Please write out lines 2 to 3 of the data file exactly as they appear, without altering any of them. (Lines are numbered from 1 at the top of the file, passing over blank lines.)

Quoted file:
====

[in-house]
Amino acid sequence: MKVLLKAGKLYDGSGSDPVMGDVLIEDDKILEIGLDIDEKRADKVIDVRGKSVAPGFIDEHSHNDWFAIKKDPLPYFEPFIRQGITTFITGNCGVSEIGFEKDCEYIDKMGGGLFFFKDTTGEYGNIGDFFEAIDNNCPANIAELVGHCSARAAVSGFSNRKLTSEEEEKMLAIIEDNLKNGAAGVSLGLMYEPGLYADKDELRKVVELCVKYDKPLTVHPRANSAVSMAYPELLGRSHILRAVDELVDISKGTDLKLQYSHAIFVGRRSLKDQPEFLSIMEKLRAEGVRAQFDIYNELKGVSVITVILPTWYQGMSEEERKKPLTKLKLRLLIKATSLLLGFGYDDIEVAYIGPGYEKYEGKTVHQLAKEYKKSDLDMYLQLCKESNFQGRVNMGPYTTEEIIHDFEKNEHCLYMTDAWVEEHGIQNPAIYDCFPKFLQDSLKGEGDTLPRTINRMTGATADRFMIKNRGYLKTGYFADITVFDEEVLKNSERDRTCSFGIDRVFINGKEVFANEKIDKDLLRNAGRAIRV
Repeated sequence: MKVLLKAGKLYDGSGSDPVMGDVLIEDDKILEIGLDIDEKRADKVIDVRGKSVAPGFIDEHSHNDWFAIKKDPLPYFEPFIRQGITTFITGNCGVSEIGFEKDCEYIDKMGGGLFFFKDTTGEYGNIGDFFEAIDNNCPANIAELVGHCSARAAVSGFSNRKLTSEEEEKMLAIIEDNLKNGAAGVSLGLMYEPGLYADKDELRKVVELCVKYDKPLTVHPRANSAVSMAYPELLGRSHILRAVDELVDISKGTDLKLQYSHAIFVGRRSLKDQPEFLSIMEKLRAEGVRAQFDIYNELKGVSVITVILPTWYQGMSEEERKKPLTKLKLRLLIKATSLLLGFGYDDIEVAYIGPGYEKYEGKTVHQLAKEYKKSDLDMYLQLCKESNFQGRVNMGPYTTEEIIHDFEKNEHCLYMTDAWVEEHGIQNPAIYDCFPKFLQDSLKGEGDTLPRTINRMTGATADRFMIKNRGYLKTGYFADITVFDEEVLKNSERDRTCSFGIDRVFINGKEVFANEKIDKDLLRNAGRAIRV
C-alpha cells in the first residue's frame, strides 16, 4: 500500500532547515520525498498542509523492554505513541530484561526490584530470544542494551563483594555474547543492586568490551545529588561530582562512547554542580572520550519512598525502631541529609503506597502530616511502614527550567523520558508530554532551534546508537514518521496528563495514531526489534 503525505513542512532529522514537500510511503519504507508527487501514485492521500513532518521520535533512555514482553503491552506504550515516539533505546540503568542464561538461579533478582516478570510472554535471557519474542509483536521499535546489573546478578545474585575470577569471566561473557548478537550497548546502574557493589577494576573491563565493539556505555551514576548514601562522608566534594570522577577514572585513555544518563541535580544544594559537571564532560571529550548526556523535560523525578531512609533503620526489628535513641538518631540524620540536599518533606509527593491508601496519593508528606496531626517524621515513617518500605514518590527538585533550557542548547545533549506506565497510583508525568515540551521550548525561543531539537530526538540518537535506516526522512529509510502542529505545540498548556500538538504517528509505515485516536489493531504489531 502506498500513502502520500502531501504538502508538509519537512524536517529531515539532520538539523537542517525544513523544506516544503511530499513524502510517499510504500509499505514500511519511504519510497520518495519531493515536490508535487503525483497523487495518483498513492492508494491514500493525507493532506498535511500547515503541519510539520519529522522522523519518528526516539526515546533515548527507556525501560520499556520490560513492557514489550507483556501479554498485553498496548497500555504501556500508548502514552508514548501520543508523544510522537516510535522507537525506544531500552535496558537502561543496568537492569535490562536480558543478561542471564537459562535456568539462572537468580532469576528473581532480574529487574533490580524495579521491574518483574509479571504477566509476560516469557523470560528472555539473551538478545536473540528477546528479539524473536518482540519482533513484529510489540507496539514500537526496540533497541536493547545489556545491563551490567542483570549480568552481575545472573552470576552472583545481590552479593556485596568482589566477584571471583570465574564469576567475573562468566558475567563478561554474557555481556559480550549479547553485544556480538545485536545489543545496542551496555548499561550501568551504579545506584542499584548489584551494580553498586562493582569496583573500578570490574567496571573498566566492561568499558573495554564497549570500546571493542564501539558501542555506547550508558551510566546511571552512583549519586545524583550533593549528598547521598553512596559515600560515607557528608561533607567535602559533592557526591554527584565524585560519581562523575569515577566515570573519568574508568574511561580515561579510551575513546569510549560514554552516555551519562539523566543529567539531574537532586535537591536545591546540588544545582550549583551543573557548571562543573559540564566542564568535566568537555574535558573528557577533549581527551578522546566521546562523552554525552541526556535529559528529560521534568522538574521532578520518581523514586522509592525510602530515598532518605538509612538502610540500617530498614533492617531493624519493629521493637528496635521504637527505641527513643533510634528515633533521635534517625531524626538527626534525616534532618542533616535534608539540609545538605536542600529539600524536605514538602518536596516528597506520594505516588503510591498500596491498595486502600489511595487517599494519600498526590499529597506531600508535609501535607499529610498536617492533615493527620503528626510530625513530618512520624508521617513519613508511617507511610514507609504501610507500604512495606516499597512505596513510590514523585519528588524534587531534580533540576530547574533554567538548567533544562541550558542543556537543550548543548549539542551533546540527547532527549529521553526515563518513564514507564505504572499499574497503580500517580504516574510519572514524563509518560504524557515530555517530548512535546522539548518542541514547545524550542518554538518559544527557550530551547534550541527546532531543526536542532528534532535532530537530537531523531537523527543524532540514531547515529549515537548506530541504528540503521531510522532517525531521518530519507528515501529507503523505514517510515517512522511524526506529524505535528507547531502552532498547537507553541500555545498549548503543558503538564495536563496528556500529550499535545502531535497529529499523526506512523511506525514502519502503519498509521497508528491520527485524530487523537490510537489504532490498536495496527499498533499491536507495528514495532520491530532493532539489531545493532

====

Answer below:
Amino acid sequence: MKVLLKAGKLYDGSGSDPVMGDVLIEDDKILEIGLDIDEKRADKVIDVRGKSVAPGFIDEHSHNDWFAIKKDPLPYFEPFIRQGITTFITGNCGVSEIGFEKDCEYIDKMGGGLFFFKDTTGEYGNIGDFFEAIDNNCPANIAELVGHCSARAAVSGFSNRKLTSEEEEKMLAIIEDNLKNGAAGVSLGLMYEPGLYADKDELRKVVELCVKYDKPLTVHPRANSAVSMAYPELLGRSHILRAVDELVDISKGTDLKLQYSHAIFVGRRSLKDQPEFLSIMEKLRAEGVRAQFDIYNELKGVSVITVILPTWYQGMSEEERKKPLTKLKLRLLIKATSLLLGFGYDDIEVAYIGPGYEKYEGKTVHQLAKEYKKSDLDMYLQLCKESNFQGRVNMGPYTTEEIIHDFEKNEHCLYMTDAWVEEHGIQNPAIYDCFPKFLQDSLKGEGDTLPRTINRMTGATADRFMIKNRGYLKTGYFADITVFDEEVLKNSERDRTCSFGIDRVFINGKEVFANEKIDKDLLRNAGRAIRV
Repeated sequence: MKVLLKAGKLYDGSGSDPVMGDVLIEDDKILEIGLDIDEKRADKVIDVRGKSVAPGFIDEHSHNDWFAIKKDPLPYFEPFIRQGITTFITGNCGVSEIGFEKDCEYIDKMGGGLFFFKDTTGEYGNIGDFFEAIDNNCPANIAELVGHCSARAAVSGFSNRKLTSEEEEKMLAIIEDNLKNGAAGVSLGLMYEPGLYADKDELRKVVELCVKYDKPLTVHPRANSAVSMAYPELLGRSHILRAVDELVDISKGTDLKLQYSHAIFVGRRSLKDQPEFLSIMEKLRAEGVRAQFDIYNELKGVSVITVILPTWYQGMSEEERKKPLTKLKLRLLIKATSLLLGFGYDDIEVAYIGPGYEKYEGKTVHQLAKEYKKSDLDMYLQLCKESNFQGRVNMGPYTTEEIIHDFEKNEHCLYMTDAWVEEHGIQNPAIYDCFPKFLQDSLKGEGDTLPRTINRMTGATADRFMIKNRGYLKTGYFADITVFDEEVLKNSERDRTCSFGIDRVFINGKEVFANEKIDKDLLRNAGRAIRV